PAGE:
The short answer is It's Complicated™. :)
A lot of factors can affect frame timing (and the associated problem of animation juddering, due to the game's animation delta-times not matching actual frame delivery times). Some of the factors are: how CPU-limited versus GPU-limited the game is, how the game's code measures time, how much variability there is in frame time on both the CPU and GPU, how many frames of queue-ahead the CPU is allowed to build up, double versus triple buffering, and driver behavior.
On the specific question of whether you get locked to a divisor of 60 fps (30, 20, 15, etc), this seems to depend mainly on whether the application is GPU-limited or CPU-limited. If you're GPU-limited, then assuming the application is running steadily (not producing any hitches or rapid performance shifts in itself), it does lock to the highest divisor of the vsync rate that it can sustain. This timing diagram shows how it works:
Time runs from left to right and the width of each block represents the duration of one frame's work. After the first few frames, the system settles into a state where the frames are turned out at a steady rate, one every two vsync periods (i.e. if vsync was 60 Hz, the game would be running at exactly 30 fps).
Note the empty spaces (idle time) in both CPU and GPU rows. That indicates that the game could run faster if vsync were turned off. However, with vsync on, the swapchain puts back-pressure on the GPU—the GPU can't start rendering the next frame until vsync releases a backbuffer for it to render into. The GPU in turn puts back-pressure on the CPU via the command queue, as the driver won't return from
SwapBuffers() until the GPU starts rendering the next frame, and opens a queue slot for the CPU to continue issuing commands. (EDIT: The preceding remark applies to D3D11 and OpenGL. In D3D12 and Vulkan,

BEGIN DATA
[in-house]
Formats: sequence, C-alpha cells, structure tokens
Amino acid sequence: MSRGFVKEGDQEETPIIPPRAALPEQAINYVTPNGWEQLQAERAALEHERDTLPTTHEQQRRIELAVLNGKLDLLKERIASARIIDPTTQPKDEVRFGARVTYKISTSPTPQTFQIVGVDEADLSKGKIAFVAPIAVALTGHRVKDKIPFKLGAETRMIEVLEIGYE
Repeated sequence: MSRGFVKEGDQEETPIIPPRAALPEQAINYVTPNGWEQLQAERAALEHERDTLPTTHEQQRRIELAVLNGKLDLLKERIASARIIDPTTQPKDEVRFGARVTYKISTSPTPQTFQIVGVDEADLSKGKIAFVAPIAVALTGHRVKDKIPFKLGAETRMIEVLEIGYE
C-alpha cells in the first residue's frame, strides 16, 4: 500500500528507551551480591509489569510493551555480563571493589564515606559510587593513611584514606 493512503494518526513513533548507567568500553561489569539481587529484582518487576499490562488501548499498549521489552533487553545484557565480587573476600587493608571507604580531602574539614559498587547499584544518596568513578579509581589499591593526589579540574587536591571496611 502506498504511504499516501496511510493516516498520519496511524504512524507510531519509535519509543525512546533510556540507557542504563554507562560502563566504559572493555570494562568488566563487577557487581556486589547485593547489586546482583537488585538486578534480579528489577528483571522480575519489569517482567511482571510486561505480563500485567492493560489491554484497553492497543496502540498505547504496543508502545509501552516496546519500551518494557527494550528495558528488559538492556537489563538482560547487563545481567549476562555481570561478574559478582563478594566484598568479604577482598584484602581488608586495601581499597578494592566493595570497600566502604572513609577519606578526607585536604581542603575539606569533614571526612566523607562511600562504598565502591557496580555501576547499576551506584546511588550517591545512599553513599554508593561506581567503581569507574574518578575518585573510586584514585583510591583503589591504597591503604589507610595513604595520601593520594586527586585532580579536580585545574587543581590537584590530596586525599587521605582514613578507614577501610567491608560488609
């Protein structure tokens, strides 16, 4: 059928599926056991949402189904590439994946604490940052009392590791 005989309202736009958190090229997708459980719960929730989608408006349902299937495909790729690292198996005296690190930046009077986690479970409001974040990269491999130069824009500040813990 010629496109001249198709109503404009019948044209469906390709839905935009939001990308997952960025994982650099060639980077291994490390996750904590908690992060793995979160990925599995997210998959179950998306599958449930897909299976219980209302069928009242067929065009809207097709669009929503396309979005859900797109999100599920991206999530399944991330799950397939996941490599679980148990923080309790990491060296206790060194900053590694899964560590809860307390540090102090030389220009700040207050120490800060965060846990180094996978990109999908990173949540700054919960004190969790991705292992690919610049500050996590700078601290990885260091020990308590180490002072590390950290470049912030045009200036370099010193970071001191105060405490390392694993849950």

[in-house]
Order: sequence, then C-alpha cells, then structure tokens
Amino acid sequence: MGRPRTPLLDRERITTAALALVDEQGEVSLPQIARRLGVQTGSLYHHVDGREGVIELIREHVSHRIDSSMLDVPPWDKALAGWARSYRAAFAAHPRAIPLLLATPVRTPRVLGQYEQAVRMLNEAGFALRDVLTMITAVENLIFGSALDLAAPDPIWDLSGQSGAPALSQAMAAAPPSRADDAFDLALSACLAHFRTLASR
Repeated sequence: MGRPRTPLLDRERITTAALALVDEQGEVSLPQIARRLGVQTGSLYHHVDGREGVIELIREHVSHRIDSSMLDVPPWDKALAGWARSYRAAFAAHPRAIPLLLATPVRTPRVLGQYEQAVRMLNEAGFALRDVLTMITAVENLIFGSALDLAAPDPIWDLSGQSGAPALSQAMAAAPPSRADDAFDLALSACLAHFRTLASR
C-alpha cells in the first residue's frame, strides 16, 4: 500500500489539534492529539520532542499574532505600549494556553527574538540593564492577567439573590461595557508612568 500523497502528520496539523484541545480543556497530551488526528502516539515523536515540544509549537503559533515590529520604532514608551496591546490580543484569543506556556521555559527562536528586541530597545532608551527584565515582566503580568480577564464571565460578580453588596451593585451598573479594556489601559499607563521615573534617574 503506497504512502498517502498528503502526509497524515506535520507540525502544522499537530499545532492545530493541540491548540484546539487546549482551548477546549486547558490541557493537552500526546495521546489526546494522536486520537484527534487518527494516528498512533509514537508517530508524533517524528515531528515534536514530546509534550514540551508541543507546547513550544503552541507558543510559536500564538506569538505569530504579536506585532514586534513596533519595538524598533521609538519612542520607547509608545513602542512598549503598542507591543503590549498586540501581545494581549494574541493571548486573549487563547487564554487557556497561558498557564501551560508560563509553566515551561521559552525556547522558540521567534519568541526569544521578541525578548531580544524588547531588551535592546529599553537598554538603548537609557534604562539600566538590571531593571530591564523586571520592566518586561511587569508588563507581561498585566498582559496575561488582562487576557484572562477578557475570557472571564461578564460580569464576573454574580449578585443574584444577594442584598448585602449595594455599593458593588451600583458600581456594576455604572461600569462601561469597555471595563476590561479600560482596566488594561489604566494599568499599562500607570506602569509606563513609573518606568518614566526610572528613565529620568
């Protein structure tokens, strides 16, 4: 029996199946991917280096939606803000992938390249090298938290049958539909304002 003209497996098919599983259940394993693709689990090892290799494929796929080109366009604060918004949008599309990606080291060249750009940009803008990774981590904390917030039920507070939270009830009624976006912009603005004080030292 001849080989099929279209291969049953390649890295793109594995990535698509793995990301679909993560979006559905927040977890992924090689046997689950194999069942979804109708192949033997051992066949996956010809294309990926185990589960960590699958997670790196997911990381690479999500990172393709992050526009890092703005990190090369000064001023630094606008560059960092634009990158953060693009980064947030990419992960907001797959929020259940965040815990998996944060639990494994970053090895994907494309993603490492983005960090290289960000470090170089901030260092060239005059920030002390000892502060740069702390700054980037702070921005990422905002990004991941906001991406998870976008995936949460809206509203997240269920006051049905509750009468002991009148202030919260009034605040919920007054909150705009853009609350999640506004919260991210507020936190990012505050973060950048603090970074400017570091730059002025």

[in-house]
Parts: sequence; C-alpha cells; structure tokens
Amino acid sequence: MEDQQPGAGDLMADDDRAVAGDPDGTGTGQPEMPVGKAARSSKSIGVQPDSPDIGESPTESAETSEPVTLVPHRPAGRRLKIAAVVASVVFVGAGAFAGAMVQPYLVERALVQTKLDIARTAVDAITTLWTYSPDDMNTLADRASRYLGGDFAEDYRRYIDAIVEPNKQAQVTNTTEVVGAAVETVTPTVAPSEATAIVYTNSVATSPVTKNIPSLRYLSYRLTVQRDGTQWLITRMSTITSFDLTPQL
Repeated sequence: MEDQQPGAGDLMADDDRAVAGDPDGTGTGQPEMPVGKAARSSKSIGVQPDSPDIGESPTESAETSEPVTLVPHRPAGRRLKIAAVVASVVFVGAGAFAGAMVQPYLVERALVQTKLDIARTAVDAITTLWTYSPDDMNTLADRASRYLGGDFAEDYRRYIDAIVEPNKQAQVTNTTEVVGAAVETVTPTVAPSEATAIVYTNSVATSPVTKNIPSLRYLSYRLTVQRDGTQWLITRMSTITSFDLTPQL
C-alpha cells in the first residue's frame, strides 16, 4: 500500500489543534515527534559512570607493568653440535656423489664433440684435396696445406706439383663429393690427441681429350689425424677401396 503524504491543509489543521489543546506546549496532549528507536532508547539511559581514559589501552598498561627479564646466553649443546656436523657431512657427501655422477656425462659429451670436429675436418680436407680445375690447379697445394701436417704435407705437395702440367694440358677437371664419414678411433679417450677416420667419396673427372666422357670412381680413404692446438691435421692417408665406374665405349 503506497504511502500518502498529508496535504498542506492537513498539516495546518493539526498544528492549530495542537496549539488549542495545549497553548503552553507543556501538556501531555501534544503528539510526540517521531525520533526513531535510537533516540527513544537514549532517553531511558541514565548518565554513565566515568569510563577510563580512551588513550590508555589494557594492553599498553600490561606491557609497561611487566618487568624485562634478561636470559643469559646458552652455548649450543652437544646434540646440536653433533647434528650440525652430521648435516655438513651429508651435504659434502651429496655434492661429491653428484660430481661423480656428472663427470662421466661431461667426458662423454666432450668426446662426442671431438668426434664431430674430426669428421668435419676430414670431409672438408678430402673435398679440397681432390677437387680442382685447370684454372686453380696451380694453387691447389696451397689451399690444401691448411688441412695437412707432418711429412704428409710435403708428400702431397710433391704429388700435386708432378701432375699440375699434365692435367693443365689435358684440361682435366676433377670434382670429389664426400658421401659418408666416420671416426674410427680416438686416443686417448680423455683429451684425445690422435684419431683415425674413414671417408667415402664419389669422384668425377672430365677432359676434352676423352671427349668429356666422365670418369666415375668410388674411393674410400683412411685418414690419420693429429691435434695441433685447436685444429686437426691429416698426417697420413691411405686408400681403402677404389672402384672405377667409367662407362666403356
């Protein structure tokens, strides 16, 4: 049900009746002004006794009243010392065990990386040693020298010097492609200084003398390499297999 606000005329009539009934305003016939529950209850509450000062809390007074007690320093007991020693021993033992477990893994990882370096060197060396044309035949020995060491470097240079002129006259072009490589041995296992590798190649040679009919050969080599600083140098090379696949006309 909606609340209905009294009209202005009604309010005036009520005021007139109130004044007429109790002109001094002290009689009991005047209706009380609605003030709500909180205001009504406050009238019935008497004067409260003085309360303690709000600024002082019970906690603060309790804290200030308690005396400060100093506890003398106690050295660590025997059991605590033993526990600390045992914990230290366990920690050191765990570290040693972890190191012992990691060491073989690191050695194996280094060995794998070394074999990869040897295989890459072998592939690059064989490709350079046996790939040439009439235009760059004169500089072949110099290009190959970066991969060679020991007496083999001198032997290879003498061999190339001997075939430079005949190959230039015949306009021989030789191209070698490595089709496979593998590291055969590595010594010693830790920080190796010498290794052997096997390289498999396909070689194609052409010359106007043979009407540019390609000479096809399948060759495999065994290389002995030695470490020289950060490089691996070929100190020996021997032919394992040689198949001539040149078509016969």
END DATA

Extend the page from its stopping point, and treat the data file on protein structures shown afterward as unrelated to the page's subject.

Present() works differently, and the CPU must wait on fences from command queues in order to get back-pressure.) The result is that everything runs at a steady 30 fps rate, and everyone's happy (except maybe the 60fps purist gamer 😉).
Compare this to what happens when the application is CPU-limited:
This time we ended up with the game running at 36 fps, the maximum speed possible given the CPU load in this case. But this isn't a divisor of the refresh rate, so we get uneven frame delivery to the display, with some frames shown for two vsync periods and some for only one. This will cause judder.
Here the GPU goes idle because it's waiting for the CPU to give it more work—not because it's waiting for a backbuffer to be available to render into. The swapchain thus doesn't put back-pressure on the GPU (or at least doesn't do so consistently), and the GPU in turn doesn't put back-pressure on the CPU. So the CPU just runs as fast as it can, oblivious to the irregular frame times appearing on the display.
It's possible to "fix" this so that the game still discretizes to vsync-friendly rates even in the CPU-limited case. The game code could try to recognize this situation and compensate by sleeping its CPU thread to artificially lock itself to 30 fps, or by increasing its swap interval to 2. Alternatively, the driver could do the same thing by inserting extra sleeps in
SwapBuffers() (the NVIDIA drivers do have this as a control panel option; I don't know about others). But in any case, someone has to detect the problem and do something about it; the game won't naturally settle on a vsync-friendly rate the way it does when it's GPU-limited.
This was all a simplified case in which both CPU and GPU workloads are perfectly steady. In real life, of course, there's variability in the workloads and frame times, which can cause even more interesting things to happen. The CPU render-ahead queue and triple buffering can come into play then.